“We used to hear him at night, screaming, clawing at the walls of the room they locked him in. I saw him once, when they let him out. You could see the white of the bone at the ends of his fingers where he’d torn away the flesh scratching at the walls, trying to get away from the horrors inside his own mind. He went through reincarnations faster than any timelord anyone had even known. Most of us grow old in their first incarnation. No creature wants to die, not even one who will live forever. But the things he saw… He killed himself for the first time three days after he had been unmade. He went on doing it all his life, trying to escape. He never could. Sometimes a timelords greatest gift can be his greatest curse. There’s no end it all. Never any end to the dreams and the memories and the heartbreak…” The Doctor trailed of, staring into his own past.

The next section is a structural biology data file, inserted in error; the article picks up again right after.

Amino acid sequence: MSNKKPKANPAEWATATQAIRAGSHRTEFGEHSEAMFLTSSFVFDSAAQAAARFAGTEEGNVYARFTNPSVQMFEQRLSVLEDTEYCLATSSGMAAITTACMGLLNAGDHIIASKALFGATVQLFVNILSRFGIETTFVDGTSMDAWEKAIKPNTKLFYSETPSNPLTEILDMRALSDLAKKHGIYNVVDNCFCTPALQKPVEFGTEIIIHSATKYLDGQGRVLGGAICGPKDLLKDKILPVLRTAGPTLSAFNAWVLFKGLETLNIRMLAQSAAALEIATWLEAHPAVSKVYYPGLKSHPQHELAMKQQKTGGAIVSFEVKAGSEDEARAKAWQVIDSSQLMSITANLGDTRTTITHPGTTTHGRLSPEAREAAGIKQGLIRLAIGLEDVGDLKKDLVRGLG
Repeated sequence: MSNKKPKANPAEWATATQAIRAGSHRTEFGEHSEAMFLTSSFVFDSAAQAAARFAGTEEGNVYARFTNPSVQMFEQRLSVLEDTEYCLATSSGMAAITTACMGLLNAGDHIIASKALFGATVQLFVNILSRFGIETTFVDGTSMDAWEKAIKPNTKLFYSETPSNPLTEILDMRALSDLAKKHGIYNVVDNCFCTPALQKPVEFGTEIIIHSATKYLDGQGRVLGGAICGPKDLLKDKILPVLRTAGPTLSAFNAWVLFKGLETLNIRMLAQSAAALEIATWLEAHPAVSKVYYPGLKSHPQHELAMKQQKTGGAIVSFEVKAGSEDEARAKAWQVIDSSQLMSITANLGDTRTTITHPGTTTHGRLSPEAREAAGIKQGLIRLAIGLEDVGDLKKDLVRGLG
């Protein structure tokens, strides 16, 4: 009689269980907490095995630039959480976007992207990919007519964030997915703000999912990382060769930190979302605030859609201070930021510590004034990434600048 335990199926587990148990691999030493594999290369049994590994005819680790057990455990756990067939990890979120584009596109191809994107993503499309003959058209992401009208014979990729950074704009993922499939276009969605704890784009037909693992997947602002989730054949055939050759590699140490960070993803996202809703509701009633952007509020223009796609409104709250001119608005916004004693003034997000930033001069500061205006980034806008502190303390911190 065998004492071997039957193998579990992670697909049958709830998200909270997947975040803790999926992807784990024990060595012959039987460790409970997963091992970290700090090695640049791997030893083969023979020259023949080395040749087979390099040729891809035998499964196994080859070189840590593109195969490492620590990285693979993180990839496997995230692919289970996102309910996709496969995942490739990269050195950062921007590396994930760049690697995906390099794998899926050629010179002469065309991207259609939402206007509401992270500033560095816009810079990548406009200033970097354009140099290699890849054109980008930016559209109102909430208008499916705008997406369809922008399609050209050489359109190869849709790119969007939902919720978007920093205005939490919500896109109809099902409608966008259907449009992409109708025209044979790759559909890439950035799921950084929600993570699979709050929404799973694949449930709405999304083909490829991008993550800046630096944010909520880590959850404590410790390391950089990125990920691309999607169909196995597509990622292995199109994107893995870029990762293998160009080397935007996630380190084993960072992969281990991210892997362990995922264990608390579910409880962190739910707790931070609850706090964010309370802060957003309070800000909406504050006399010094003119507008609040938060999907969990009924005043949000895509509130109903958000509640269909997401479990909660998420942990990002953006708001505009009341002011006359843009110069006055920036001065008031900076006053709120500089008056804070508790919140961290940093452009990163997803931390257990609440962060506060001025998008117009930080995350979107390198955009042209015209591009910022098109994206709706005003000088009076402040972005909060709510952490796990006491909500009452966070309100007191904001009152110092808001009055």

River shifted uncomfortably, unsure whether to comfort him. Her movement roused the Doctor and for the first time since he started the story he looked straight at her and smiled, just a little.
“The Timelords, my people, as they were then, before war and killing twisted them into something dark, were a great people, but not kind. The Garden of Unmaking produced some of the greatest poets the worlds have ever seen. We had great artists and craftsmen whose whole lives were inspired by the majesty of what we saw. We were great explorers because those who ran from the vortex never stopped running. We penetrated the very depths of space and time. We were present at the birth and the ending of the universe itself. If the war hadn’t come we might have gone even further, into the blackness beyond the death of the stars. Who knows? But when you get right down to it, what we really did in the Garden was scare little children. We were a people who saw nothing wrong in that. So when the war came… we saw no reason not the create horrors that no one should ever see.